Hackers recently came out claiming to have stolen the data from 100 million T-Mobile customers. Now, T-Mobile has confirmed that there was a breach and that more than 40 million records were stolen. However, these were not just T-Mobile customers, as some records were from people who applied for a T-Mobile account in the past and previous customers.
What Information Did the Hackers Get?
T-Mobile issued a statement on its website where it addressed the hack. In it, the company said, “that a subset of T-Mobile data had been accessed by unauthorized individuals.”
As far as what data was acquired, T-Mobile said that some current, former, and prospective customers had their first and last names, date of birth, social security numbers, and driver’s license/ID information stolen.
The company said that it has “no indication that the data contained in the stolen files included any customer financial information, credit card information, debit or other payment information.” That’s a small silver lining, but the information that was taken could be just as devastating as payment information, if not more so.
In total, T-Mobile says that 7.8 million current postpaid customers’ information was stolen, and over 40 million former or prospective customers’ data was contained in the hack.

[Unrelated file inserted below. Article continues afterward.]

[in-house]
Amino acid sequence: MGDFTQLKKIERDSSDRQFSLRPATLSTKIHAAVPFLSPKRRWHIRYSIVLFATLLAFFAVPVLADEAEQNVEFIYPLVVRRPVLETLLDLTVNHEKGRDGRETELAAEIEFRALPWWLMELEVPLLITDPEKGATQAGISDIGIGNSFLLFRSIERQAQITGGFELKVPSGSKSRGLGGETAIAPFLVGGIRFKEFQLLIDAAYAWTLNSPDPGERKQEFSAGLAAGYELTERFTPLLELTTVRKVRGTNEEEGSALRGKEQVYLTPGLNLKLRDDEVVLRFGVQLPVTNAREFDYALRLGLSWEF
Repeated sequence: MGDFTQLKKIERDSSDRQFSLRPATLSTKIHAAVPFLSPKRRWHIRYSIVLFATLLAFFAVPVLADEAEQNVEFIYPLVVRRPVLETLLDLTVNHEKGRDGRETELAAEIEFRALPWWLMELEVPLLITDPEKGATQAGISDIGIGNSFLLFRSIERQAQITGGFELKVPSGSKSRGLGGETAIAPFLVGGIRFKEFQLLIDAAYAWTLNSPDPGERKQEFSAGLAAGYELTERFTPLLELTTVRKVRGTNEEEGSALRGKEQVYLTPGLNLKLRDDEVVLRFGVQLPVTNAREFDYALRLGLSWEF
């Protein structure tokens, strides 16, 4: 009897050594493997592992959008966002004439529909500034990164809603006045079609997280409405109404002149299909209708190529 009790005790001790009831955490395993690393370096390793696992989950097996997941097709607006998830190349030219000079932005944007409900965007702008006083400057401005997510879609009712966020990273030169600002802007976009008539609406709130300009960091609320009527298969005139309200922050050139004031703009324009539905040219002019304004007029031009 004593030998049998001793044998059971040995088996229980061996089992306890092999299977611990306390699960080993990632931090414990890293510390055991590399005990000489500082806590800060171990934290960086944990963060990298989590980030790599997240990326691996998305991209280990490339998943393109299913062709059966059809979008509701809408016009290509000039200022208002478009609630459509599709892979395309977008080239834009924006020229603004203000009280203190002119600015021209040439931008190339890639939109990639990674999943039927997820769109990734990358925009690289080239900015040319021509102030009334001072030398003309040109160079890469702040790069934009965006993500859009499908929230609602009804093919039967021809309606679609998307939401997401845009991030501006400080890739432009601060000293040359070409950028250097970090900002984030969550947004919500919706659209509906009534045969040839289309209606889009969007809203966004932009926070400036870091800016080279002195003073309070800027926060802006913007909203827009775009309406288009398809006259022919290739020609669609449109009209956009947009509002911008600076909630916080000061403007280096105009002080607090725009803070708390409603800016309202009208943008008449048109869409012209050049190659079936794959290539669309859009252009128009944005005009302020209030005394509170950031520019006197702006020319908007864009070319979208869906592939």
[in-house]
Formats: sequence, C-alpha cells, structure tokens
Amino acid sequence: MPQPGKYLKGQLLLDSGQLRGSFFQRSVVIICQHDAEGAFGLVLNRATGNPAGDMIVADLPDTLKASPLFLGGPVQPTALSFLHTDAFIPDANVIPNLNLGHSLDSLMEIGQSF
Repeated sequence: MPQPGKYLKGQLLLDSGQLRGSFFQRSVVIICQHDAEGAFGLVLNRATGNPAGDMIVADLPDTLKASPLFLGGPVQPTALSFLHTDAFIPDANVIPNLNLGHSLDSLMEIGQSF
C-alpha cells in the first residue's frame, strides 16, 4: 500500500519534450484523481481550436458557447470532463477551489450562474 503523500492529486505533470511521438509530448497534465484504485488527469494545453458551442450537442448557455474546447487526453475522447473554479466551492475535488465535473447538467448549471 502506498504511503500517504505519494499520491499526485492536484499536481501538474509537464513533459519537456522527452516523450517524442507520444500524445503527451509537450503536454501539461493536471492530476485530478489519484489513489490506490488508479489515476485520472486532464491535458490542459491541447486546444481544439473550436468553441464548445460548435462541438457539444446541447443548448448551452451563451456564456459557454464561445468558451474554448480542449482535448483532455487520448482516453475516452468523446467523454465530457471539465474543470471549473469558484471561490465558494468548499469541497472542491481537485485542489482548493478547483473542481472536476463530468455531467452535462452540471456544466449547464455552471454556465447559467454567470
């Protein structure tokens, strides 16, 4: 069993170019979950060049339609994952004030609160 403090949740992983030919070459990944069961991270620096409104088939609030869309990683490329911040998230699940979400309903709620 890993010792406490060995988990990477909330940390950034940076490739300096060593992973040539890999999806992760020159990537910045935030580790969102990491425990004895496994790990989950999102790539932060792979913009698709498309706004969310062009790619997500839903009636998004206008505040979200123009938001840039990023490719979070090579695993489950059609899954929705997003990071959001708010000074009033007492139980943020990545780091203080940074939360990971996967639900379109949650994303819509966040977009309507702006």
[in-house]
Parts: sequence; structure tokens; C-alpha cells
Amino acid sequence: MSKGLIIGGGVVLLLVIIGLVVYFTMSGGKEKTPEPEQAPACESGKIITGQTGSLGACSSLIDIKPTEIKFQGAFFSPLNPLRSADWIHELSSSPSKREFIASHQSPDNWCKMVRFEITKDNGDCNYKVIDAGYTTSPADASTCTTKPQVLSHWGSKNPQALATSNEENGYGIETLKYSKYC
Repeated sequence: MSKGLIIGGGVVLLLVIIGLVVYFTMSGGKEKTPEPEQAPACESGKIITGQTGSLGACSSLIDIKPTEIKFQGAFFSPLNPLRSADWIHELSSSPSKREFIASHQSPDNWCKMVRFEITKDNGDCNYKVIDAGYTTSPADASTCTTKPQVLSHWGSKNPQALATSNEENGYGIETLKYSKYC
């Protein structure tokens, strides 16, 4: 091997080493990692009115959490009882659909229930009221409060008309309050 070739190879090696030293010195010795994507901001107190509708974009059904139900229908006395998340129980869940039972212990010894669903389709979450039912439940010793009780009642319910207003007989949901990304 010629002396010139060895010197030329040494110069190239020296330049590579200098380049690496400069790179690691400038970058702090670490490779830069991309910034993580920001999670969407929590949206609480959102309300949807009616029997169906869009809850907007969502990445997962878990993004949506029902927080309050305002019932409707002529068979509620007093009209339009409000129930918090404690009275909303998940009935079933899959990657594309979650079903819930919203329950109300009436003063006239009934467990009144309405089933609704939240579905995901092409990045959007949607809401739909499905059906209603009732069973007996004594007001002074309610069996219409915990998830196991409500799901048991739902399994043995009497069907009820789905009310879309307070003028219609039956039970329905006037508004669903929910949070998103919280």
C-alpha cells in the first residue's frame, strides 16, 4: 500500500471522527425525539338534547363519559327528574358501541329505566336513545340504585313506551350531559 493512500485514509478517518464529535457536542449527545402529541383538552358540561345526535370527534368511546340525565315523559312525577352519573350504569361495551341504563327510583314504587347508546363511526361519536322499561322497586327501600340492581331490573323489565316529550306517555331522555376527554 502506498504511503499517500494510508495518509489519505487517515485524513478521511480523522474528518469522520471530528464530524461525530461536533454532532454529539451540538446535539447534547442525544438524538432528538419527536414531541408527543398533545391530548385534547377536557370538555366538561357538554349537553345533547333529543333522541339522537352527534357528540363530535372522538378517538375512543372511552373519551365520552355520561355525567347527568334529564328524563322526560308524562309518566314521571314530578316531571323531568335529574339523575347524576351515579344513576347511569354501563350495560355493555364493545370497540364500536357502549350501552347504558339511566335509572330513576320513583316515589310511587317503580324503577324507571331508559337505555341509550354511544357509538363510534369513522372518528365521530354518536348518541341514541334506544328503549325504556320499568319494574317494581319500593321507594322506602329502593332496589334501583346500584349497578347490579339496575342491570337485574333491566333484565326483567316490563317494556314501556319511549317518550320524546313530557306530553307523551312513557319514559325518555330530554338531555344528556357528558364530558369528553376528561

Prepaid customers were also affected by the hack, as 850,000 prepaid customer names, phone numbers, and account PINs were also exposed. T-Mobile said that it reset the PINs on these accounts. The company also said that although some inactive prepaid accounts were included in the hack, “no customer financial information, credit card information, debit or other payment information or SSN was in this inactive file.”
What Is T-Mobile Going to Do?
The hole exploited was quickly closed by T-Mobile, so there’s no current risk of more data being leaked.
As far as those directly affected by this leak, T-Mobile intends to reach out to the customers whose data was included. The company will offer two years of free identity protection through McAfee’s ID Theft Protection Service.
Additionally, T-Mobile recommends postpaid customers change their PIN by going online into their T-Mobile account or calling T-Mobile customer service by dialing 611 on their phone. The company also recommends a feature called Account Takeover Protection that prevents unauthorized individuals from stealing a phone number and porting it out of T-Mobile.
Finally, the company will publish a website “for one-stop information and solutions to help customers take steps to further protect themselves.”